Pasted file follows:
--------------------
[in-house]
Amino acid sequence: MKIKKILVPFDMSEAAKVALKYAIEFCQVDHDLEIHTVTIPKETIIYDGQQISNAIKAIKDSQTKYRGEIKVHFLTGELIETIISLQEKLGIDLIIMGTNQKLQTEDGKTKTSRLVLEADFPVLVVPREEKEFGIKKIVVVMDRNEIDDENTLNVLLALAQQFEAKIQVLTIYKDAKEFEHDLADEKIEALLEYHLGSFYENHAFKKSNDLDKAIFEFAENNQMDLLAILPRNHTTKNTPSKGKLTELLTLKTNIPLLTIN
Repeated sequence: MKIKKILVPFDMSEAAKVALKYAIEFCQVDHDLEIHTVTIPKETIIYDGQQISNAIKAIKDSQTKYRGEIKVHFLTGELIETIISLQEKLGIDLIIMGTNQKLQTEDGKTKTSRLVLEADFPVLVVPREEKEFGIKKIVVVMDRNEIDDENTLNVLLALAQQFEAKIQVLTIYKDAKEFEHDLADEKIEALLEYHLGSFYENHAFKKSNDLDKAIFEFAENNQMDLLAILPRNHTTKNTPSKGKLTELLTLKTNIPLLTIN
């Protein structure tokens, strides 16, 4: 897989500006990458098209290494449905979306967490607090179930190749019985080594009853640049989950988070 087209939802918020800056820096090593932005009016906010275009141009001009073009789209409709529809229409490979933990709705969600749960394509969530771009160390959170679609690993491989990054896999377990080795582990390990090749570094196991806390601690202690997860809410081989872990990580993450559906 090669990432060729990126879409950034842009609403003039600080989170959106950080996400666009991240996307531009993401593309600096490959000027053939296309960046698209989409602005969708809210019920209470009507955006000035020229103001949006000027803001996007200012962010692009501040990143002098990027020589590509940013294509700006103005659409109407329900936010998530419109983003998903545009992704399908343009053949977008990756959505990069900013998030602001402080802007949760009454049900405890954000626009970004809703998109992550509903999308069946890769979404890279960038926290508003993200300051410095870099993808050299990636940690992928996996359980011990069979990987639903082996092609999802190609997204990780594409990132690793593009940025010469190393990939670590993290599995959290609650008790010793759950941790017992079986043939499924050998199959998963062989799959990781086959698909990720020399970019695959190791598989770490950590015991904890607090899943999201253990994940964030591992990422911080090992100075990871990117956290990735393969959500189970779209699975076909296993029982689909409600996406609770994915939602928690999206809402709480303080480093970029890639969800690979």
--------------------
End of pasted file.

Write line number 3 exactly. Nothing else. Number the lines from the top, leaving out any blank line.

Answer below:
Repeated sequence: MKIKKILVPFDMSEAAKVALKYAIEFCQVDHDLEIHTVTIPKETIIYDGQQISNAIKAIKDSQTKYRGEIKVHFLTGELIETIISLQEKLGIDLIIMGTNQKLQTEDGKTKTSRLVLEADFPVLVVPREEKEFGIKKIVVVMDRNEIDDENTLNVLLALAQQFEAKIQVLTIYKDAKEFEHDLADEKIEALLEYHLGSFYENHAFKKSNDLDKAIFEFAENNQMDLLAILPRNHTTKNTPSKGKLTELLTLKTNIPLLTIN